“The publication of the first annual budget review will be at the end of March 2017, when data for the full fiscal year 2016 will be available,” said Finance minister Patrick Chinamasa in his 2017 National Budget.
Financial Matters with Tinashe Kaduwo
Almost two months down the line, we are still yet to get the annual budget review. The Finance ministry made significant changes to the outline of the budget statement, including a promise to introduce an annual budget review.
This was done in response to stakeholders’ call to strengthen the outline of the budget statement presentation as an instrument of accountability and fiscal transparency. Given serious macro-economic headwinds, the changes were of great significance in improving policy engagement, transparency and accessibility for all concerned stakeholders. As noted by Chinamasa: “It is in this spirit that Treasury, starting with the 2017 National Budget, is introducing a streamlined budget statement, which is also consistent with fiscal transparency best practices. A complementary objective is to produce more analytical material based on economic and fiscal trends, and to include more meaningful tables and charts.”
As such, the 2017 national budget comprised the budget statement, budget speech, the blue book and a leaflet on budget highlights, summarising key policy interventions.
Some of the elements of the budget such as extensive economic review, which was traditionally presented as part of the national budget, was shifted to the promised Annual Budget Review. “Extensive economic review material, historically presented as part of the national budget will from now onwards be shifted from the budget statement to a new publication, Annual Budget Review,” said Chinamasa.
The delay in the publication of the annual budget review raises serious concerns given the current macro-economic headwinds, questions surrounding Treasury Bills and sustainability of government expenditure. The document is expected to give a detailed breakdown of 2016 fiscal year performance in terms of government expenditure, its sources of financing and the actual size of the budget deficit.
Just like the national budget, the budget review is an important document, as it provides a basic guide to businesses. The Finance ministry should as such deliver on its promises. According to Chinamasa, “This (the annual budget) will allow scope for reporting of previous fiscal year expenditure and revenue data outturns, as well as dedicated in-depth analysis of developments during the entire previous fiscal year. The issuance of the annual budget review at the end of March, therefore, makes the issuance of the mid-term Fiscal Policy Review no longer necessary, save for exceptional circumstances requiring supplementary budget proposals”.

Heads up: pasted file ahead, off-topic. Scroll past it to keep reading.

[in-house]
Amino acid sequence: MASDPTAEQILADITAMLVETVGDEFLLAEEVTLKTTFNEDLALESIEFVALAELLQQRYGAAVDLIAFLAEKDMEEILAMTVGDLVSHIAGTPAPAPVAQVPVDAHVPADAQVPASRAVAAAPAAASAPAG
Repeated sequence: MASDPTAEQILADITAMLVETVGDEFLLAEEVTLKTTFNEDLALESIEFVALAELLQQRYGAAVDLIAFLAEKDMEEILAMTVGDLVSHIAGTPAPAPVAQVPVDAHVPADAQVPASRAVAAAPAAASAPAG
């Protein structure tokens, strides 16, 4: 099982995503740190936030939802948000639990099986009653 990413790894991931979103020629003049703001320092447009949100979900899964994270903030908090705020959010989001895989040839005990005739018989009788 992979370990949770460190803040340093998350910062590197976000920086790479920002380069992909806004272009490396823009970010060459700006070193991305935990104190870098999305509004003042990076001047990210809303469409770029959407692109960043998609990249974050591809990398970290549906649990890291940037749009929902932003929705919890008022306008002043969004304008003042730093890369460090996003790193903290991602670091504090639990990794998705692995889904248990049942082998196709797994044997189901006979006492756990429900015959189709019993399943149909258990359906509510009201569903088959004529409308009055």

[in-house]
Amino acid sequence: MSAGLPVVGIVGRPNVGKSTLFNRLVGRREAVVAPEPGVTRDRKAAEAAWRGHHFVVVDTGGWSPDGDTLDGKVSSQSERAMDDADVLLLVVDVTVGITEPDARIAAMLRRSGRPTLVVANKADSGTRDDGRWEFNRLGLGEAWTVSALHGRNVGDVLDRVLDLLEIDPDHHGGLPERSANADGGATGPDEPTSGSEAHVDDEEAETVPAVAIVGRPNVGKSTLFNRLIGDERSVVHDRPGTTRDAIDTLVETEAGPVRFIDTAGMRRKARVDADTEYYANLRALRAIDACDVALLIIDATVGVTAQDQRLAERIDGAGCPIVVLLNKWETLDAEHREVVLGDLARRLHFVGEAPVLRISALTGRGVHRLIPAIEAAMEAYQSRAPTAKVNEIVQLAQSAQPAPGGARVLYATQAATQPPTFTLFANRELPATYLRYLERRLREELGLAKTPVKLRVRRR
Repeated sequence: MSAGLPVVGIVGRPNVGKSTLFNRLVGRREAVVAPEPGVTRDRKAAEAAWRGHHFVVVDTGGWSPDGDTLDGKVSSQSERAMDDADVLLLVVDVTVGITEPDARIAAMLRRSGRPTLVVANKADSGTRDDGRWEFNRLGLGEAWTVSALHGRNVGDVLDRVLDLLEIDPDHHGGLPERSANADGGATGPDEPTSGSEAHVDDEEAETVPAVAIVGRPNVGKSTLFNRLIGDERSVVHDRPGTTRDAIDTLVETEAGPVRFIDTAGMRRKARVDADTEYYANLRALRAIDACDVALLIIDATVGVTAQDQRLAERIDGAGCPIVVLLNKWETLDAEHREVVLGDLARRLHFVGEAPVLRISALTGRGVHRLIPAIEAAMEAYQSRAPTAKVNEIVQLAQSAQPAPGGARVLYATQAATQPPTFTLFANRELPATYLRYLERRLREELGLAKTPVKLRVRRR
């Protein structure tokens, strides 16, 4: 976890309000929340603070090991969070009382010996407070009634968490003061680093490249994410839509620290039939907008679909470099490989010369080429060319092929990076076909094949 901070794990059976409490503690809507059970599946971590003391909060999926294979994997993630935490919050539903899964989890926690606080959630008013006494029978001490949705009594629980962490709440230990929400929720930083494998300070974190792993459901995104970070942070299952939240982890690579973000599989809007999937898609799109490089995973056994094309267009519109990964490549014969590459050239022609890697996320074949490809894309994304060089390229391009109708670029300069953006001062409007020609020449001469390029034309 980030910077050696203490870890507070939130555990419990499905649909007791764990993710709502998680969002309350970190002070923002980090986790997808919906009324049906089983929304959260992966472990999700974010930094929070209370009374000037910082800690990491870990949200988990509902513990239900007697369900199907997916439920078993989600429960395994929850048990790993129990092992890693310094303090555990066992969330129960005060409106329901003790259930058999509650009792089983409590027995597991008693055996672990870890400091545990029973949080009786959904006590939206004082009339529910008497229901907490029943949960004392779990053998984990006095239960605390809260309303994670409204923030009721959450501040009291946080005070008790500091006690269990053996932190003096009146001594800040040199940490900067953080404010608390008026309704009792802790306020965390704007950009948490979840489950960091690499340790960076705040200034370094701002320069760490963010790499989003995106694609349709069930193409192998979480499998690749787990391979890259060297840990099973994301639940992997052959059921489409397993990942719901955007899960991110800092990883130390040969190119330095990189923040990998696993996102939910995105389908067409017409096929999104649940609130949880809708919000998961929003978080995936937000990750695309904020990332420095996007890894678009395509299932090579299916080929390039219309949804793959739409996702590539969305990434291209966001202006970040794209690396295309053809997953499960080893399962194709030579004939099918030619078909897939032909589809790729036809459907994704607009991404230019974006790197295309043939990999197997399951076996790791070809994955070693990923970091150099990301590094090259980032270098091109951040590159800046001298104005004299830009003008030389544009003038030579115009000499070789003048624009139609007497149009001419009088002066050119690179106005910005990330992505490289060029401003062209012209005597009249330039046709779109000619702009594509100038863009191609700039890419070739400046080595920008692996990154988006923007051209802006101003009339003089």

2016 was one of the worst years in terms of economic performance and business activity. Overrun government expenditure resulting in a US$1,2 billion budget deficit was a major source of economic concern. Over 90% of government expenditure was recurrent, with employment costs alone constituting 81% of total revenue. In the region, government employment costs on average are less than 40% of government revenue. For example in Kenya, employment costs constitute 35% of government revenue, Ghana 28% and Zambia 32%. The budget review will be important as it will give a detailed outline of these key matrices and improve fiscal transparency. Unlike the Reserve Bank of Zimbabwe, which is religiously publishing all its key policy documents and economic developments updates, Treasury has not be living up to its promises. In the 2017 budget statement, Chinamasa said, “Treasury will, however, continue to provide Quarterly Treasury Bulletins, capturing quarterly macro-economic and fiscal developments, in addition to the Consolidated Monthly Financial Statements published monthly in line with the Public Finance Management Act”.
The nation eagerly awaits the publication of annual budget review as a stepping stone to fiscal transparency, policy engagement, accountability and accessibility.
Kaduwo is an economist at Equity Axis. — firstname.lastname@example.org/ email@example.com